recently, in practice, the author has encountered many import and export enterprises being inspected by customs authorities and requested to pay the overdue duty and value-added tax on royalty. After receiving the inspection notice, the enterprises are often unable to understand why customs is in charge of the assessment of taxes on imported and exported goods, and why it checks the expenses paid under non-trade items and requests them to pay overdue taxes.
They are also unable to understand why customs authorities can impose administrative penalties on the enterprise. In order to make enterprises fully aware of customs royalties and avoid similar legal risks, the author summarizes some key points, common problems and coping strategies.
Customs examines and approves the prices in the import and export links mainly in accordance with the Measures of the Customs of the People’s Republic of China for the Determination of the Customs Value of Imported and Exported Goods. Although customs can only collect taxes on tangible goods, the customs value is usually calculated based on the transaction price declared by the import enterprise.
However, if the import enterprise pays the royalties related to the imported goods to the exporter or its affiliates directly or indirectly, customs may impose additional taxes related to royalties on tangible goods.
The contents of common taxable royalties overlap with the concept of intellectual property rights that we usually understand, but there are differences, mainly including the fees used to pay for: (1) patent right or know-how use right; (2) trademark right; (3) copyright; and (4) distribution right, sales right or other similar rights.
Royalties must be correlated to imported goods, and the payment of royalties should constitute a necessary condition for the goods to be sold in China, that is, the buyer cannot purchase imported goods without paying royalties, or the goods cannot be sold under the conditions agreed in the contract if the buyer does not pay royalties.
When determining the correlation between royalties and imported goods, the following criteria for determining royalties are different:
Patent right or know-how use right: (1) the goods containing patent or know-how at the time of import; (2) the goods produced with patented method or know-how; and (3) the goods specially designed or manufactured for the implementation of patent or know-how.
Trademark: (1) the goods originally attached with trademarks; (2) the goods that can be sold directly with a trademark attached after they are imported; and (3) the goods that contain trademark rights at the time of import, and can be sold after being lightly processed and attached with trademarks.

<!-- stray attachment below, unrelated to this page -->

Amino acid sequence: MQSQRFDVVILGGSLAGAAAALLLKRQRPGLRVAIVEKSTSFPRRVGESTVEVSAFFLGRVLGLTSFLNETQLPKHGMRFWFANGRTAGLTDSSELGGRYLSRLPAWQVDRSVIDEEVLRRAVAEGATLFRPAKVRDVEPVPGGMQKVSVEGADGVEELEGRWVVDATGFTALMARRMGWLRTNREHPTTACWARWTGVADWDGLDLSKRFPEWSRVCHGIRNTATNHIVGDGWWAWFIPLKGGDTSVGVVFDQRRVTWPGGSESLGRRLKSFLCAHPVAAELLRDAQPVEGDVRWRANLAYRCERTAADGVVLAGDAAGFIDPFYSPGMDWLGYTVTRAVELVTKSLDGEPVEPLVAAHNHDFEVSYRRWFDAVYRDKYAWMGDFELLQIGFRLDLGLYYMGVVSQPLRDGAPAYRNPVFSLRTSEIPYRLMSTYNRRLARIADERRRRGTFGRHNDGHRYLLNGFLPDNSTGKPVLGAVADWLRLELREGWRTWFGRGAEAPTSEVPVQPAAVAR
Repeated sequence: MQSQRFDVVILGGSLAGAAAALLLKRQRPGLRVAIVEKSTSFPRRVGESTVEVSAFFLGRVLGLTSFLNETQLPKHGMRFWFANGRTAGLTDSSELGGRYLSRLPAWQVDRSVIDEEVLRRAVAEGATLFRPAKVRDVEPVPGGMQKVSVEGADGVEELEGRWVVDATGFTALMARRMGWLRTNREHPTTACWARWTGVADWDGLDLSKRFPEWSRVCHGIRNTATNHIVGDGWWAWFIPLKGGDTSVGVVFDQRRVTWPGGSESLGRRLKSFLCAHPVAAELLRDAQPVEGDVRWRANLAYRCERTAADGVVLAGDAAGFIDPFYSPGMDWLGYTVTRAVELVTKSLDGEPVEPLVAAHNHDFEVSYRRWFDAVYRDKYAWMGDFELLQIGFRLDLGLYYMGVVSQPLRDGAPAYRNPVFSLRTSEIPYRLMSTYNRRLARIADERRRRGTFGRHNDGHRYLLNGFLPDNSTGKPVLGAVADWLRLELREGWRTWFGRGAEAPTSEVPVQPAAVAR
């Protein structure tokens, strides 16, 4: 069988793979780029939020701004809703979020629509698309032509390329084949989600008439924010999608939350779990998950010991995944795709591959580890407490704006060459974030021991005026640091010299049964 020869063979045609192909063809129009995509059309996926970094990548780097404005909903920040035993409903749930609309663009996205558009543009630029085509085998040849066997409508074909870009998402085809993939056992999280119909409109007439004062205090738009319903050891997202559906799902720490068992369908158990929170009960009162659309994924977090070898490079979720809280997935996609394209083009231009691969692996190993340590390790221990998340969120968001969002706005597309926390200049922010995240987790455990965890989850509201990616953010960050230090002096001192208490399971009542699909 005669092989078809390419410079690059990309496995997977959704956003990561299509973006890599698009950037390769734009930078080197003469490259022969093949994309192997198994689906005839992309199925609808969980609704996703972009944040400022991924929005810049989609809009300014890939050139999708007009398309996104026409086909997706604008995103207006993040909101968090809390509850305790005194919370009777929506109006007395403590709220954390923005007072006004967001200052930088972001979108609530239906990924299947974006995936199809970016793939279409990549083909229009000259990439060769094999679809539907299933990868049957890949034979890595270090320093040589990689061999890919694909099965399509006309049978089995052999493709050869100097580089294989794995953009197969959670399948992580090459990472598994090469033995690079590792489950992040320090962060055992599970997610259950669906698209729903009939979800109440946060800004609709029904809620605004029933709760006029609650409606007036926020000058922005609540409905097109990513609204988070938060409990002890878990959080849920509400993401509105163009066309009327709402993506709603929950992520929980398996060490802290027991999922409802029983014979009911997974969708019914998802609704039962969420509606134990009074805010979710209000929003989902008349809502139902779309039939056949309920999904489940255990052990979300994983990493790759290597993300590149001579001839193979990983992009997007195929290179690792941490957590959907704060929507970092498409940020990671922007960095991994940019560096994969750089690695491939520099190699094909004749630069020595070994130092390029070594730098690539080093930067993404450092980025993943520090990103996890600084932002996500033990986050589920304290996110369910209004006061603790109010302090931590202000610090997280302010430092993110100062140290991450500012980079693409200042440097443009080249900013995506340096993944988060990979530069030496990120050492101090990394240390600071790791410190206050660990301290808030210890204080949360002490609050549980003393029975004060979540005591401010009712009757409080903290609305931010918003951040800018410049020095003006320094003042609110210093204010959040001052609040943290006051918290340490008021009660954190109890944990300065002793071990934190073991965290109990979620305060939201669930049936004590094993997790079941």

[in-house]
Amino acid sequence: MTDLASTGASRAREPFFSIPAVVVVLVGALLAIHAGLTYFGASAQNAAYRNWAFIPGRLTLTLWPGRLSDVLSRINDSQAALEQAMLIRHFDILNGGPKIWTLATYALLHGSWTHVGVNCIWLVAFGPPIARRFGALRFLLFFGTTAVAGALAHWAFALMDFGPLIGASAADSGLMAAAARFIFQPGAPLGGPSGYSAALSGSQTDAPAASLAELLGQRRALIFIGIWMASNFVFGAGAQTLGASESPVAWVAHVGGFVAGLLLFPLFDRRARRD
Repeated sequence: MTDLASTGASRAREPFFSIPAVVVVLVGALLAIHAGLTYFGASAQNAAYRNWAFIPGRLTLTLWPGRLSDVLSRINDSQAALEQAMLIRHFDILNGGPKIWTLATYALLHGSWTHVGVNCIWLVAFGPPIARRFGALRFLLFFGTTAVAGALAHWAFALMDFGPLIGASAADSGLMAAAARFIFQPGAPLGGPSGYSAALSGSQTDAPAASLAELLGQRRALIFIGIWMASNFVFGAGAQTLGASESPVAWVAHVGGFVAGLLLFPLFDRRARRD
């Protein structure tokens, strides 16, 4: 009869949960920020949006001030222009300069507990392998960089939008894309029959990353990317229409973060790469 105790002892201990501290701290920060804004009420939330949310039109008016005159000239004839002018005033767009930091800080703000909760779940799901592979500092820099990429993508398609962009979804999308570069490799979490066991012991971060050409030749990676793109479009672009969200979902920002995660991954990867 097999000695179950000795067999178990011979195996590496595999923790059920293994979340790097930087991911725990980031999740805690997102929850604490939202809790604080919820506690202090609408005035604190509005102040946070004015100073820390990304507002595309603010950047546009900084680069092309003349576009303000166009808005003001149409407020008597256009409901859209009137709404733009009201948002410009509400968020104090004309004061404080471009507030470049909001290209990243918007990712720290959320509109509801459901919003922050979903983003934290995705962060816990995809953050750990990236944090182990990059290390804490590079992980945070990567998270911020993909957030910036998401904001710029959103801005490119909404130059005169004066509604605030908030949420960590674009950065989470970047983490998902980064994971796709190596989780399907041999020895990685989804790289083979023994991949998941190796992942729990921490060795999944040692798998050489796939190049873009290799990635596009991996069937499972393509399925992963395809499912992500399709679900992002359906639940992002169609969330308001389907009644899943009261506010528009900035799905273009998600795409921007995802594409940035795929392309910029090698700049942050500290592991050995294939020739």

Copyright: (1) imported goods containing software, text, music, pictures, images or other similar contents including magnetic tapes, magnetic disks, optical disks or other similar carriers; and (2) imported goods containing other copyrighted contents.
Distribution right, sales right or other similar rights: (1) the goods that can be sold directly after import; and (2) the goods that can be sold after light processing.
In practice, sometimes royalties are not necessarily paid directly to overseas sellers, and even if they are paid indirectly, there will be taxes imposed on them.
Matters in declaration
In accordance with Announcement No. 58  of the General Administration of Customs, enterprises shall fill in whether there are taxable royalties in the column of “Confirmation of payment of royalties” when declaring imports. However, many enterprises don’t know what royalties are, and their tax standards, so they fill in “no” or just don’t fill in the column when making their declaration.
In this regard, the announcement provides that where any tax is underpaid or unpaid due to a taxpayer’s failure to fill in the column of “Confirmation of payment of royalties” in accordance with the regulations, customs may, during the period from the date when taxes are paid, or goods are released, to the date when customs discovers the violation of provisions, impose a late payment penalty at 0.5% of the amount of underpaid or unpaid tax per day.
In addition, in accordance with the Regulations on the Implementation of Customs Administrative Penalties, if an enterprise is to pay overdue royalties, the above-mentioned behaviour of filling in “no”, or not filling in at all, may also be regarded as the enterprise’s false declaration, and customs may impose on the enterprise a fine at 30% or up to twice the unpaid tax.
Enterprises should strengthen the study of customs laws and regulations, and understand and master the legal system of customs valuation. When setting prices and royalties between buyers and sellers, or when setting transfer pricing strategies within a multinational group, it is necessary to introduce third-party professional institutions to issue legal opinions based on the provisions of customs valuation and determination of prices.
If the enterprise has implemented a pricing strategy, it should actively carry out self-inspection, voluntarily disclose problems to customs with the assistance of a third-party professional institution, and make timely payment of tax.
Even in the event of inspection by customs, an enterprise should not panic, but should actively seek the help of professional lawyers to get accurate guidance and risk judgment at the first instance, and make more effective communication plans and coping strategies accordingly. In the author’s practical experience, there are legal claims in many cases that can avoid paying overdue tax to customs.
Pan Jia is an associate at Dentons